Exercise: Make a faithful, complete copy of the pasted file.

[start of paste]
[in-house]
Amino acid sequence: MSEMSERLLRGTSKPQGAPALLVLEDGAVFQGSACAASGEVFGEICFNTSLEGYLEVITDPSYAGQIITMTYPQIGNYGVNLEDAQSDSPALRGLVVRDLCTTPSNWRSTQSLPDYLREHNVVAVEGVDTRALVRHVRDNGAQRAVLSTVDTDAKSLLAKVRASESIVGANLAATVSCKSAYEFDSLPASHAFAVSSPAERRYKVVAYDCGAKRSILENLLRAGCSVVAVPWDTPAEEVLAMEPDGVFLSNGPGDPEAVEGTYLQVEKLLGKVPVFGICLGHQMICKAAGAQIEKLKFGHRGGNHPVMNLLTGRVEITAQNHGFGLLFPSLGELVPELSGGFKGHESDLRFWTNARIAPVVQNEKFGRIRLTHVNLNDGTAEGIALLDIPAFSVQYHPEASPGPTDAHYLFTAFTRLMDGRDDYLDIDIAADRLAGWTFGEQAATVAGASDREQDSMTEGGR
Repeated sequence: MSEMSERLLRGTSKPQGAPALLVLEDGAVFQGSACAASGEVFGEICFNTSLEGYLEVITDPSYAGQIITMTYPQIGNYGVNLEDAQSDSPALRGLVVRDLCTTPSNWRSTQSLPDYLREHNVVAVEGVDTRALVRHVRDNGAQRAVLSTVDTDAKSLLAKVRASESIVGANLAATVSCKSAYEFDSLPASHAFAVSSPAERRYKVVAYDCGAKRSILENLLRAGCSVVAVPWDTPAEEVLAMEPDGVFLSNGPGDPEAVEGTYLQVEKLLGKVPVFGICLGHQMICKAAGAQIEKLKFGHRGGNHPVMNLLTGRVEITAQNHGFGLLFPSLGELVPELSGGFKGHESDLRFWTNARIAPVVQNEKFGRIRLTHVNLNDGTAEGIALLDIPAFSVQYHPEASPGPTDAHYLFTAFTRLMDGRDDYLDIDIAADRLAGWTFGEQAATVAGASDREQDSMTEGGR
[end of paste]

[in-house]
Amino acid sequence: MSEMSERLLRGTSKPQGAPALLVLEDGAVFQGSACAASGEVFGEICFNTSLEGYLEVITDPSYAGQIITMTYPQIGNYGVNLEDAQSDSPALRGLVVRDLCTTPSNWRSTQSLPDYLREHNVVAVEGVDTRALVRHVRDNGAQRAVLSTVDTDAKSLLAKVRASESIVGANLAATVSCKSAYEFDSLPASHAFAVSSPAERRYKVVAYDCGAKRSILENLLRAGCSVVAVPWDTPAEEVLAMEPDGVFLSNGPGDPEAVEGTYLQVEKLLGKVPVFGICLGHQMICKAAGAQIEKLKFGHRGGNHPVMNLLTGRVEITAQNHGFGLLFPSLGELVPELSGGFKGHESDLRFWTNARIAPVVQNEKFGRIRLTHVNLNDGTAEGIALLDIPAFSVQYHPEASPGPTDAHYLFTAFTRLMDGRDDYLDIDIAADRLAGWTFGEQAATVAGASDREQDSMTEGGR
Repeated sequence: MSEMSERLLRGTSKPQGAPALLVLEDGAVFQGSACAASGEVFGEICFNTSLEGYLEVITDPSYAGQIITMTYPQIGNYGVNLEDAQSDSPALRGLVVRDLCTTPSNWRSTQSLPDYLREHNVVAVEGVDTRALVRHVRDNGAQRAVLSTVDTDAKSLLAKVRASESIVGANLAATVSCKSAYEFDSLPASHAFAVSSPAERRYKVVAYDCGAKRSILENLLRAGCSVVAVPWDTPAEEVLAMEPDGVFLSNGPGDPEAVEGTYLQVEKLLGKVPVFGICLGHQMICKAAGAQIEKLKFGHRGGNHPVMNLLTGRVEITAQNHGFGLLFPSLGELVPELSGGFKGHESDLRFWTNARIAPVVQNEKFGRIRLTHVNLNDGTAEGIALLDIPAFSVQYHPEASPGPTDAHYLFTAFTRLMDGRDDYLDIDIAADRLAGWTFGEQAATVAGASDREQDSMTEGGR